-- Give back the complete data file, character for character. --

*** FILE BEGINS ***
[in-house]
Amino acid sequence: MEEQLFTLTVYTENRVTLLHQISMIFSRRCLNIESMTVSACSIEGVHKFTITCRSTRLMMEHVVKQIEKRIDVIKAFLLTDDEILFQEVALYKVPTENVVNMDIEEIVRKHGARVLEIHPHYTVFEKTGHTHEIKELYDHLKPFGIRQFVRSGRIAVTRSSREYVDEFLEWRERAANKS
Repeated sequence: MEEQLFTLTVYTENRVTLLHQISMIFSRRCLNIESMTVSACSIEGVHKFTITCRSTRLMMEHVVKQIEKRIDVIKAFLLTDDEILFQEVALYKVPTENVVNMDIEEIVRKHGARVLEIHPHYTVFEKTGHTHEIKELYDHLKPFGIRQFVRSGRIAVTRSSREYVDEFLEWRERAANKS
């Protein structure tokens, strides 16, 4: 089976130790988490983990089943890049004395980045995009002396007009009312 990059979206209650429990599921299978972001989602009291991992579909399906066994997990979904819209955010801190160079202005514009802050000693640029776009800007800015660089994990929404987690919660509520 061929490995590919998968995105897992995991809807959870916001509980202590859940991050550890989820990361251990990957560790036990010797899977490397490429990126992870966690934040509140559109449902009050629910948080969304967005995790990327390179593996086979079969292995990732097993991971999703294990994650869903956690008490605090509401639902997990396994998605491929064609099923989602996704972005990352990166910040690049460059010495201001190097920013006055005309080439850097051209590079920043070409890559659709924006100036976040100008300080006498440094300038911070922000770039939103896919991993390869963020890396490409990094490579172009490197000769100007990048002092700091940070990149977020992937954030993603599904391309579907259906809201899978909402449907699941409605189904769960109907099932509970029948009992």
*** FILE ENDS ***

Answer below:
[in-house]
Amino acid sequence: MEEQLFTLTVYTENRVTLLHQISMIFSRRCLNIESMTVSACSIEGVHKFTITCRSTRLMMEHVVKQIEKRIDVIKAFLLTDDEILFQEVALYKVPTENVVNMDIEEIVRKHGARVLEIHPHYTVFEKTGHTHEIKELYDHLKPFGIRQFVRSGRIAVTRSSREYVDEFLEWRERAANKS
Repeated sequence: MEEQLFTLTVYTENRVTLLHQISMIFSRRCLNIESMTVSACSIEGVHKFTITCRSTRLMMEHVVKQIEKRIDVIKAFLLTDDEILFQEVALYKVPTENVVNMDIEEIVRKHGARVLEIHPHYTVFEKTGHTHEIKELYDHLKPFGIRQFVRSGRIAVTRSSREYVDEFLEWRERAANKS
């Protein structure tokens, strides 16, 4: 089976130790988490983990089943890049004395980045995009002396007009009312 990059979206209650429990599921299978972001989602009291991992579909399906066994997990979904819209955010801190160079202005514009802050000693640029776009800007800015660089994990929404987690919660509520 061929490995590919998968995105897992995991809807959870916001509980202590859940991050550890989820990361251990990957560790036990010797899977490397490429990126992870966690934040509140559109449902009050629910948080969304967005995790990327390179593996086979079969292995990732097993991971999703294990994650869903956690008490605090509401639902997990396994998605491929064609099923989602996704972005990352990166910040690049460059010495201001190097920013006055005309080439850097051209590079920043070409890559659709924006100036976040100008300080006498440094300038911070922000770039939103896919991993390869963020890396490409990094490579172009490197000769100007990048002092700091940070990149977020992937954030993603599904391309579907259906809201899978909402449907699941409605189904769960109907099932509970029948009992």